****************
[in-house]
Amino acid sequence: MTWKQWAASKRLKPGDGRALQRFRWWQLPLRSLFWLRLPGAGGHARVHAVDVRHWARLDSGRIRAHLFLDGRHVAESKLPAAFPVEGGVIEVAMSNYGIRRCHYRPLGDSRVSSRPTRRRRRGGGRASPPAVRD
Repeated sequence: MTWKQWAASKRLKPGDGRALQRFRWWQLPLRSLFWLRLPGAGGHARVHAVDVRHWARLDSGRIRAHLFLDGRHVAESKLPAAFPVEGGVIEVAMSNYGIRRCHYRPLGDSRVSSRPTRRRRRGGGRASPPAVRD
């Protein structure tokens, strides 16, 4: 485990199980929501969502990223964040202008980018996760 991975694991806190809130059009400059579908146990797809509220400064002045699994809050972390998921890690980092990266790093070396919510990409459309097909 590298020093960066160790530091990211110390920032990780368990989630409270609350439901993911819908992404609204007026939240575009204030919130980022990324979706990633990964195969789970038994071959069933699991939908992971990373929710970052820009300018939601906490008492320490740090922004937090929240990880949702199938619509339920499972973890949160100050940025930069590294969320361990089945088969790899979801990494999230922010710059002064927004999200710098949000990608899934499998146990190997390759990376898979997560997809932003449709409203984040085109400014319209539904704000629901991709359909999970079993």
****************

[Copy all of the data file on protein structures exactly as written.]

[in-house]
Amino acid sequence: MTWKQWAASKRLKPGDGRALQRFRWWQLPLRSLFWLRLPGAGGHARVHAVDVRHWARLDSGRIRAHLFLDGRHVAESKLPAAFPVEGGVIEVAMSNYGIRRCHYRPLGDSRVSSRPTRRRRRGGGRASPPAVRD
Repeated sequence: MTWKQWAASKRLKPGDGRALQRFRWWQLPLRSLFWLRLPGAGGHARVHAVDVRHWARLDSGRIRAHLFLDGRHVAESKLPAAFPVEGGVIEVAMSNYGIRRCHYRPLGDSRVSSRPTRRRRRGGGRASPPAVRD
């Protein structure tokens, strides 16, 4: 485990199980929501969502990223964040202008980018996760 991975694991806190809130059009400059579908146990797809509220400064002045699994809050972390998921890690980092990266790093070396919510990409459309097909 590298020093960066160790530091990211110390920032990780368990989630409270609350439901993911819908992404609204007026939240575009204030919130980022990324979706990633990964195969789970038994071959069933699991939908992971990373929710970052820009300018939601906490008492320490740090922004937090929240990880949702199938619509339920499972973890949160100050940025930069590294969320361990089945088969790899979801990494999230922010710059002064927004999200710098949000990608899934499998146990190997390759990376898979997560997809932003449709409203984040085109400014319209539904704000629901991709359909999970079993």